Fentanyl, a synthetic opioid 100 times more powerful than heroin, was first introduced in the 1960s as a painkiller during major surgery. Illictly made fentanyl is now found on the street, often in counterfeit drugs. So are novel synthetic opioids that are chemically unrelated to anything used in medicine but act on the same receptors in the body and brain. These drugs are generally manufactured in clandestine labs in China and Mexico.
However, adding these illicitly made versions of fentanyl and other new opioids to Schedule I – the category of the Controlled Substances Act for illegal drugs like heroin – can be a lengthy process. And as Samuel Banister, Roy Gerona and Axel Adams, who study these new synthetic substances, explain:
Last year, the federal government passed legislation aimed at expanding access to addiction treatment and took steps to improve treatment options for people in the criminal justice system.
William Greene and Lisa J. Merlo from the University of Florida wrote that:
We still need opioids
Pain, explains Robert Caudle at the University of Florida, is complex and multifaceted, something that we can experience in many dimensions. Opioids can suppress incoming pain signals, prevent those signals from being amplified and improve the emotional states of the patient, all critical things for people with chronic pain.
In many ways, opioids are the most effective treatment we have currently, but Caudle notes out that we aren’t investing much in finding better ones:
While the opioid epidemic wears on in the U.S., parts of South America, Africa and Asia face a very different opioid crisis: too few of them. People in those parts of the world often cannot access pain medication stronger than acetaminophen.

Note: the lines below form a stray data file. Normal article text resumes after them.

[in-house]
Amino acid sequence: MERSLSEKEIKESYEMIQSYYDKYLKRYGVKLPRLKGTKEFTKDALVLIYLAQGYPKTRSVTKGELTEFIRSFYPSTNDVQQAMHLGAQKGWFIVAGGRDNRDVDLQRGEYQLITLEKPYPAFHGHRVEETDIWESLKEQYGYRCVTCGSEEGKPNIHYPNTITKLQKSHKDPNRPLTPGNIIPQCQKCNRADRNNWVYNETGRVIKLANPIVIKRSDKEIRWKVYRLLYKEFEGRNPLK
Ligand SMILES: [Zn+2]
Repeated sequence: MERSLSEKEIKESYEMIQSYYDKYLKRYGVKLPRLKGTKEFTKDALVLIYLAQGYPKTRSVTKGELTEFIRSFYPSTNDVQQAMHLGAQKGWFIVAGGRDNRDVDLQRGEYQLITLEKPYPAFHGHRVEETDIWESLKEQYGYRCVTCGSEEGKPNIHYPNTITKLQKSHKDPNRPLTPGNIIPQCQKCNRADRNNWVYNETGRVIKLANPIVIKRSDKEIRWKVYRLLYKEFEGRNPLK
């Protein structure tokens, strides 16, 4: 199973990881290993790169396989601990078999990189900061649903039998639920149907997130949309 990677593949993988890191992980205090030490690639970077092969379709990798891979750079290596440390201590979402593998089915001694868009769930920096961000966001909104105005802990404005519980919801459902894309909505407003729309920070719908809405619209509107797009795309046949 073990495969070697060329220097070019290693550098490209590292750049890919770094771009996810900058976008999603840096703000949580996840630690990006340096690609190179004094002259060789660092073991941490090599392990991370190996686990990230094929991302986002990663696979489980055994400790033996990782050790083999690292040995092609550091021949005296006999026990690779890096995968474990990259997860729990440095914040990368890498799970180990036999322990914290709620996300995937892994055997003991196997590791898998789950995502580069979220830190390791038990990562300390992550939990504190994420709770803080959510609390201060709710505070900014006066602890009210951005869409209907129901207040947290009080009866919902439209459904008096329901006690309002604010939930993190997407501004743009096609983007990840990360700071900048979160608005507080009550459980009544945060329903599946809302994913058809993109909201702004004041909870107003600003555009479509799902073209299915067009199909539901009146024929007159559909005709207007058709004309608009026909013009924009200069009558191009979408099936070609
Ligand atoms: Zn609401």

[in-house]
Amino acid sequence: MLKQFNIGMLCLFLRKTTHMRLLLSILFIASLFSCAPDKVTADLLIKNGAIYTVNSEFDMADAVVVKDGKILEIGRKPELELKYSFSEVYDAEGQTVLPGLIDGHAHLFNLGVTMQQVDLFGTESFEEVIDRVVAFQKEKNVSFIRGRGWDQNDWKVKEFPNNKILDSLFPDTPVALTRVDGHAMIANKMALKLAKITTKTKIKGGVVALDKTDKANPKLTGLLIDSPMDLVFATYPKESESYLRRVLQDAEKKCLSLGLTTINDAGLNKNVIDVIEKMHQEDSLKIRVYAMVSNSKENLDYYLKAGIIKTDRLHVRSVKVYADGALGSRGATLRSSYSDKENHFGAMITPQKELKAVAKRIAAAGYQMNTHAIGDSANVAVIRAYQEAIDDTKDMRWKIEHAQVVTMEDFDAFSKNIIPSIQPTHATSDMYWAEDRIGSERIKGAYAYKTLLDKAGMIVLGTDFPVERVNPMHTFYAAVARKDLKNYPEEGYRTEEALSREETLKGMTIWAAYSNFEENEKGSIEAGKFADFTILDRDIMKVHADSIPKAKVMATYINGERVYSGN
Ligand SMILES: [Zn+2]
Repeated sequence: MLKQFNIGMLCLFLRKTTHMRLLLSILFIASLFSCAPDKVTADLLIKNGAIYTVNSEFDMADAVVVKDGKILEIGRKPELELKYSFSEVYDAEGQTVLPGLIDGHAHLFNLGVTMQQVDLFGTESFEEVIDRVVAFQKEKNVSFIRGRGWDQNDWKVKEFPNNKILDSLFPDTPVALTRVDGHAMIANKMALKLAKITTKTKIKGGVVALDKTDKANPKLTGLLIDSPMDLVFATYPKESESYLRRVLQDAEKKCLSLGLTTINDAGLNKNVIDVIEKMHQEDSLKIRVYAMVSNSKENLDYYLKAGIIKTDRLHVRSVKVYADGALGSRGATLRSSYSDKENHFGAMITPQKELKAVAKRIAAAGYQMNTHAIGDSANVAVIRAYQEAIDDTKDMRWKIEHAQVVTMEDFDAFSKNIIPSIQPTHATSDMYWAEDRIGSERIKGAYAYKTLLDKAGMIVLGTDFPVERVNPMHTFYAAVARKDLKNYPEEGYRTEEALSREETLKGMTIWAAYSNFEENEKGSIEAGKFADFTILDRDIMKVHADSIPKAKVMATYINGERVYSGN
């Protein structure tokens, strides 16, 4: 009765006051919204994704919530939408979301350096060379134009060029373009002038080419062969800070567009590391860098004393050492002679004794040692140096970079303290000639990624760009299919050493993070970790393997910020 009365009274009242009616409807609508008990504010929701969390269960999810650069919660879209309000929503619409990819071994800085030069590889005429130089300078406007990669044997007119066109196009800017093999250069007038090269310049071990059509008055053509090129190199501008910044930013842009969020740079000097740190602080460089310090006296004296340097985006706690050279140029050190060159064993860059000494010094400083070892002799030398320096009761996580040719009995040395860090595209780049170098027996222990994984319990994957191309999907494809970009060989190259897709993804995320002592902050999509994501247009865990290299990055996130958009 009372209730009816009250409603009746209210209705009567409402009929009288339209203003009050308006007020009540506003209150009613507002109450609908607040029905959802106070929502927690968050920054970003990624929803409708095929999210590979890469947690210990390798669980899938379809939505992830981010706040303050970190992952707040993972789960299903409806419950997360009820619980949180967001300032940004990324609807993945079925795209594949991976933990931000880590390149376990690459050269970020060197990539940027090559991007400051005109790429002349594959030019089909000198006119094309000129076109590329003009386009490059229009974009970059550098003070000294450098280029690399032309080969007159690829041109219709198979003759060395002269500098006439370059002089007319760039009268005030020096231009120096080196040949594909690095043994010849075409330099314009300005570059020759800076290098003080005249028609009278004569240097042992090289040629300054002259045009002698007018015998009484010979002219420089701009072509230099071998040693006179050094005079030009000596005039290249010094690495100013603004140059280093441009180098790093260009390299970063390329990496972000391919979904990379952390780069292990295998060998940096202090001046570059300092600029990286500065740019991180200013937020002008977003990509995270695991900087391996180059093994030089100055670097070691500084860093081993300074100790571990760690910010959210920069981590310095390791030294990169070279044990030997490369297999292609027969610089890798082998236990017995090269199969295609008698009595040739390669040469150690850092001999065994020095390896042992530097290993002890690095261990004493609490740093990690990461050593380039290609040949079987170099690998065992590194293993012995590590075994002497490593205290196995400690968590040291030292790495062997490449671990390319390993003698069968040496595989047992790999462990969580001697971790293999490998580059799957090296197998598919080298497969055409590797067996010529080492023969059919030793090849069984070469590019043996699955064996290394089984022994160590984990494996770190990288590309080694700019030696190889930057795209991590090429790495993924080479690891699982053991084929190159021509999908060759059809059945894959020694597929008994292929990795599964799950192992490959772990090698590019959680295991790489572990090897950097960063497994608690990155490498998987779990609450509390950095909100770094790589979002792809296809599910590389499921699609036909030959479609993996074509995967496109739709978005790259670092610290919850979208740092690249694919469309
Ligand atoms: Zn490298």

Luke Messac argues that policies from the International Narcotics Control Board aimed at preventing opioids from being diverted for illict use have wound up keeping these medicines out of the hands of people who truly need them. “Pain is universal,” writes Messac, “but its relief is still a function of geography.”
This is an updated version of a story that originally ran on October 6, 2016.
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Do poor people eat more junk food than wealthier Americans?Jay L. Zagorsky, The Ohio State University and Patricia Smith, University of Michigan
Eating fast food is frequently blamed for damaging our health.
As nutrition experts point out, it is not the healthiest type of meal since it is typically high in fat and salt. More widely, it’s seen as a key factor in the growing obesity epidemic in the U.S. and throughout the world.
Because it’s considered relatively inexpensive, there’s an assumption that poor people eat more fast food than other socioeconomic groups – which has convinced some local governments to try to limit their access. Food journalist Mark Bittman sums up the sentiment succinctly: